As we begin our first lesson in 2017. Let’s review where we left off in 2016:
- Moses: Leads the people of God out of Egypt and Slavery
- Joshua: Military general who leads them into the Promised Land
- Judges: Gideon (Judges 2:11-12 – Read) “The people of Israel did what was evil in the sight of the Lord and served the Baals. They abandoned the Lord….instead they went after other gods, from among the gods of the peoples who were around them.” **They preferred to follow the ways of the world around them rather than be Obedient to God. **This disobedience set up a sad spiral which ended: Judges 21:25 – “In those days there was no king in Israel; everyone did what was right in his own eyes.”
So – When you turn from Judges to Samuel (the last Judge), you could say Israel was looking for a leader. The leader they chose, was Saul.
Unfortunately, Saul continued the sad spiral of disobedience. This clip is a good example of the childishness of blatant disobedience:
The greatest challenge in leadership is Self-Leadership. The hardest person to lea is the person you stare at in the mirror every morning. We all have preferences, impulses, and desires. They strongly influence our leadership. (We want ice cream!) But Christian Leadership requires obedience to God’s preferences, impulses, and desires above your own! The failure of obedience can have heavy consequences, much more than being taken to your room.
1. Fatal Beginning: I Samuel 8:4-7 (Read)
The Elders (the Leaders) uncoupled themselves from God’s leadership.
They decided instead to obey their own desires – their voice/their
desires will be King. (This is a repeat of Genesis 3 when desires become King)
Samuel’s Warning (1 Samuel 8:10-18)
God warns his people through the prophet Samuel that the leader they elect will bring trials upon them. The phrase “He will take” is repeated in verses 11, 13, 14, 15, 16, 17.
He will take:
- Your sons
- Your daughters
- The best of your fields and vineyards and olive orchards
- A tenth of your grain
- Your male and female servants, and your donkeys
- A tenth of your flocks…and you shall be his slaves.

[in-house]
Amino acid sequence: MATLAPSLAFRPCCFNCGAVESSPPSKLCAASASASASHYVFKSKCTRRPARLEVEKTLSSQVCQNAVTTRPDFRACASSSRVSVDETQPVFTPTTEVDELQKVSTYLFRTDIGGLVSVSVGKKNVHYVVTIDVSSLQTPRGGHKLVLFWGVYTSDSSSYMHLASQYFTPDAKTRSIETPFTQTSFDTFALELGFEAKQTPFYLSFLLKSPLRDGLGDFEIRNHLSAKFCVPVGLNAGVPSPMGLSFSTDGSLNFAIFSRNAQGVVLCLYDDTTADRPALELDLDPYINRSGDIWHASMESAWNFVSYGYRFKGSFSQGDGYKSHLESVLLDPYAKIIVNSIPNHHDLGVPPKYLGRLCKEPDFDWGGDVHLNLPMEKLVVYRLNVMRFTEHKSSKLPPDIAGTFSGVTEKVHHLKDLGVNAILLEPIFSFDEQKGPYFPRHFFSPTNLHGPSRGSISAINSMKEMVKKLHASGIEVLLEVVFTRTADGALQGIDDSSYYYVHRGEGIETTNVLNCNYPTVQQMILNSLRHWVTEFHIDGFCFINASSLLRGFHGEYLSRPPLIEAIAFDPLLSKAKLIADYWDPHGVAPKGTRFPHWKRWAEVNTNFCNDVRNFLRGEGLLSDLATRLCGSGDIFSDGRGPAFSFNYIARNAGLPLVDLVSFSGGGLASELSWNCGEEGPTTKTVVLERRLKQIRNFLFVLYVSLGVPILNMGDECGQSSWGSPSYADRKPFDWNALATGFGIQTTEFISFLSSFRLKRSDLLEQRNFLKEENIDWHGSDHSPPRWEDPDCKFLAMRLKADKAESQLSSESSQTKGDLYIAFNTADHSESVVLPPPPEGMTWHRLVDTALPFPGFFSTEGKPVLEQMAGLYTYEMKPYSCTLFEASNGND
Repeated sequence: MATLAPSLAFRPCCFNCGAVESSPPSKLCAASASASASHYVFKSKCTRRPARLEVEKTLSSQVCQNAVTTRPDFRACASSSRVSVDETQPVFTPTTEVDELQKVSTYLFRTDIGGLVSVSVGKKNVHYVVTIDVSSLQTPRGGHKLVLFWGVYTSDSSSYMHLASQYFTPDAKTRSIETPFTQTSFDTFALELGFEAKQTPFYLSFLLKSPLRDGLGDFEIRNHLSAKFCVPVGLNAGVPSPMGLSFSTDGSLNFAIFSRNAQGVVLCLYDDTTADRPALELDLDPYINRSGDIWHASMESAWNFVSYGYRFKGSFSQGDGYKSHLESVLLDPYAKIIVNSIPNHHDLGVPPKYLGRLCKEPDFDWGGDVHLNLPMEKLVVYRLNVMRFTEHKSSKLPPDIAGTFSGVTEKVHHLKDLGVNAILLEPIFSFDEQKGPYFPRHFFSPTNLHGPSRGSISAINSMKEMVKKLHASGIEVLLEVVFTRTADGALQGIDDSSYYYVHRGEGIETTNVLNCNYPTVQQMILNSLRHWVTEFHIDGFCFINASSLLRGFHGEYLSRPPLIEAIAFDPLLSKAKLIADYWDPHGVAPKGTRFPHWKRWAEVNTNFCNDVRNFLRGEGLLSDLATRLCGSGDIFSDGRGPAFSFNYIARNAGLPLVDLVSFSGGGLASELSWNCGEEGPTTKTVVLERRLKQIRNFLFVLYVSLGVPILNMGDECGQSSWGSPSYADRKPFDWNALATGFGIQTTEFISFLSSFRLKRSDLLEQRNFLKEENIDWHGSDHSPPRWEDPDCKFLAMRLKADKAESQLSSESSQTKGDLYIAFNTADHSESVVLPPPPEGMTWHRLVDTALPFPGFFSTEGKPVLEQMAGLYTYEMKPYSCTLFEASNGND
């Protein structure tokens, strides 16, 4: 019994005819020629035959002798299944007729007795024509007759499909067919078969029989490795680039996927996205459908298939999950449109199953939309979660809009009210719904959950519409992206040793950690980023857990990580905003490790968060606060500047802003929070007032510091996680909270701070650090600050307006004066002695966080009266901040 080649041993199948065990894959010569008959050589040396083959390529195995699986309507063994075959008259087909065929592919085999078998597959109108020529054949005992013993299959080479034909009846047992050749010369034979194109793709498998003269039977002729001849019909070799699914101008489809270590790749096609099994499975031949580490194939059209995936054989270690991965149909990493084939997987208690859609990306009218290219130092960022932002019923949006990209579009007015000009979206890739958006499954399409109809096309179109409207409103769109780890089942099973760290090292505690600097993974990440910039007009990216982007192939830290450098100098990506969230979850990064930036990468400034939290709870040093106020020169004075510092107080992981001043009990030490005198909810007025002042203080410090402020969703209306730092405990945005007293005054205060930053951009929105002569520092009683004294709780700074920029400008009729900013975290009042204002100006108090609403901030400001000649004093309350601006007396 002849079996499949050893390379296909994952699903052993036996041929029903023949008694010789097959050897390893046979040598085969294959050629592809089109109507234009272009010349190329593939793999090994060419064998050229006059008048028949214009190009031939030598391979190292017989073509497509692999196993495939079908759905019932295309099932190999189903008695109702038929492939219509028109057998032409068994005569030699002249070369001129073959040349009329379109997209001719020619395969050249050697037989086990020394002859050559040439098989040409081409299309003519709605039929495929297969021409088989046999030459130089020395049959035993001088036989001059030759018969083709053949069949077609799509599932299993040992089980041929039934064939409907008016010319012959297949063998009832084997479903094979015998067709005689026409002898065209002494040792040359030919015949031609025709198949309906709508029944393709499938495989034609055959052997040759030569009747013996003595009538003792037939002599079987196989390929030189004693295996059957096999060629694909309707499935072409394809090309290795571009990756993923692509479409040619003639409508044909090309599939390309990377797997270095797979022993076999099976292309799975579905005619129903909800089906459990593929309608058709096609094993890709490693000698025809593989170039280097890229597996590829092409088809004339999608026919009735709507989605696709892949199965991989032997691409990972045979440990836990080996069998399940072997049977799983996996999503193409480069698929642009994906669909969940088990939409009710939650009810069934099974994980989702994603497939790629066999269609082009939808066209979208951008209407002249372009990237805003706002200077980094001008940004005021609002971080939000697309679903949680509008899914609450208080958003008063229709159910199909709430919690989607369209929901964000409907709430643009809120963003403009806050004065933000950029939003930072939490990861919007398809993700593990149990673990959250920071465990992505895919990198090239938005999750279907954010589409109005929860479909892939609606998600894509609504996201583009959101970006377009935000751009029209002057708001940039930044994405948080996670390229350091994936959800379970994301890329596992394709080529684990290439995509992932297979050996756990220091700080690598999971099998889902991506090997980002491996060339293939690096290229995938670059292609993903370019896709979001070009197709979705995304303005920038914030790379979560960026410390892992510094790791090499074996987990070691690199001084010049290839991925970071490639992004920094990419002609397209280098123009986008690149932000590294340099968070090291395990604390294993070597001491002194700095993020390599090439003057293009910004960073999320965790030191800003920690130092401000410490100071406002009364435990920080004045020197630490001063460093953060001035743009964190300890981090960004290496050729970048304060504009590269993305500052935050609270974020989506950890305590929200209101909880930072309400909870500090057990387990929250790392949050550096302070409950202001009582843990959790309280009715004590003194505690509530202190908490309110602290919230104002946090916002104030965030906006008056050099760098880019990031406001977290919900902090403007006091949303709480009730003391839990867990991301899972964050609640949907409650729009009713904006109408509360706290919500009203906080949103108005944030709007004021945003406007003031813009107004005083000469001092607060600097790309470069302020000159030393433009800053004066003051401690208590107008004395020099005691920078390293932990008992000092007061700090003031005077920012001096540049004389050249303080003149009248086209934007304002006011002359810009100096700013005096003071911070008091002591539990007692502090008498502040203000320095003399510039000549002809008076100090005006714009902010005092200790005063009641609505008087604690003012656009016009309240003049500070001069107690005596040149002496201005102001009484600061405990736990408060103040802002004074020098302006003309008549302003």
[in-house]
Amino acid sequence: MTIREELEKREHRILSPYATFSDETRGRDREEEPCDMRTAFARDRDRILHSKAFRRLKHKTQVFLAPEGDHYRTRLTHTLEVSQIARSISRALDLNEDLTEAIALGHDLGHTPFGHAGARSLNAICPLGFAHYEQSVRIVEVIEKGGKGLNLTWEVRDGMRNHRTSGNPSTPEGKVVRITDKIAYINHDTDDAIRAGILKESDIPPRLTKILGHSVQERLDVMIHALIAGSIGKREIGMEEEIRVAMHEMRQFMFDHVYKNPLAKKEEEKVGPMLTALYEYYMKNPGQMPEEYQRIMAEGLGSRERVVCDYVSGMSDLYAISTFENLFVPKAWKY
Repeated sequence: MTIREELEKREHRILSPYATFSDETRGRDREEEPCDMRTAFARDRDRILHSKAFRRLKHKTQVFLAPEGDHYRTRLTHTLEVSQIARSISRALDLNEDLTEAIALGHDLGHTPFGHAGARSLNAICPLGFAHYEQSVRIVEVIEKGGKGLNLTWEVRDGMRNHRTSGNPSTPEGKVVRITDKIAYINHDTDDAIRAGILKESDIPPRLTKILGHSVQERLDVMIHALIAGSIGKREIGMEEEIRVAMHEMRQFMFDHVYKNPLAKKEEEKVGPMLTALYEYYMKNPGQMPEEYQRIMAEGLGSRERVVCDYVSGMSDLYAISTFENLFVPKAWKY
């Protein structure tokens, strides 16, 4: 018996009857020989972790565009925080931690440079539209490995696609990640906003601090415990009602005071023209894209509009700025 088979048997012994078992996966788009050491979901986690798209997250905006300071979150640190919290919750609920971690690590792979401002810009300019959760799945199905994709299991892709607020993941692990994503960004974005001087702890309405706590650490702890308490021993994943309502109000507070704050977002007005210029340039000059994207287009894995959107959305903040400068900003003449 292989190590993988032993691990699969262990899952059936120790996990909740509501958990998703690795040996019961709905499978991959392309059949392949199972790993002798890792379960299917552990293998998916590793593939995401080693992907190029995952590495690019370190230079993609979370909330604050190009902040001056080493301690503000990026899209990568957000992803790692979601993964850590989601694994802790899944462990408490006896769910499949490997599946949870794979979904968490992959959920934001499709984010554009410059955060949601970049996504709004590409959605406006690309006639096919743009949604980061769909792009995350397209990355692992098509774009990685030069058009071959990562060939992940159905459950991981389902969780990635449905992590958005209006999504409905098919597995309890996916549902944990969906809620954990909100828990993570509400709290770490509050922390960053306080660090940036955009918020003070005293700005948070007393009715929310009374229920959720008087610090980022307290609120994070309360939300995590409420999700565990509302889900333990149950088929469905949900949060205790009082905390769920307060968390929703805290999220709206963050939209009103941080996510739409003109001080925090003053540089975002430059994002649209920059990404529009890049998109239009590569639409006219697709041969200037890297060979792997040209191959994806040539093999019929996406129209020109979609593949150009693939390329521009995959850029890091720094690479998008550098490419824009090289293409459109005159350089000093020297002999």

This is important: Whenever you uncouple your life from God and listen to another voice, that voice takes. He will take.
John 10:10 – “I have come that they may have life, and to have it to the full…the thief comes only to steal, kill and destroy…(i.e. to take).
Samuel 8:18 – Just hold on to that, there will be a day when you cry out and the LORD will not answer!
People’s Response (1 Samuel 8:19-20)
Even after God’s warning, the people respond – “No, we don’t want God as our King, we want what we want, we want to be like everyone else. Just like the kid in the movie, “We want ice cream!”
The LORD’s Response (1 Samuel 8:22)
Verse 22 is such a scary and sobering voice. The Lord said to Samuel: “Obey their voice.” Let them lead. “Make them a king.” Give them a king in their own image. One who is emotionally immature, a king who will easily uncouple himself from God’s instruction.
2. Saul’s Downward Spiral of Leadership
It is worth noticing in 1 Samuel 9:1-2 that Saul is wealthy, handsome, and tall. These are all of the external qualities the world is looking for in a leader. Yet, it is not those qualities which make great leaders.
Saul’s 1st Leadership Test – Chapter 13
Samuel (representing God’s voice) tells Saul to go to Gilgal and prepare to fight against the Philistines. Saul is instructed to wait 7 days for Samuel to arrive. When Samuel arrives, he is supposed to give an offering (seeking the Lord’s favor in battle) and give instruction to Saul.
So here is the real leadership test. It is not the fight against the enemy (Philistines), the real fight is against himself. Will Saul obey they voice of the Lord or will he “eat the ice cream?”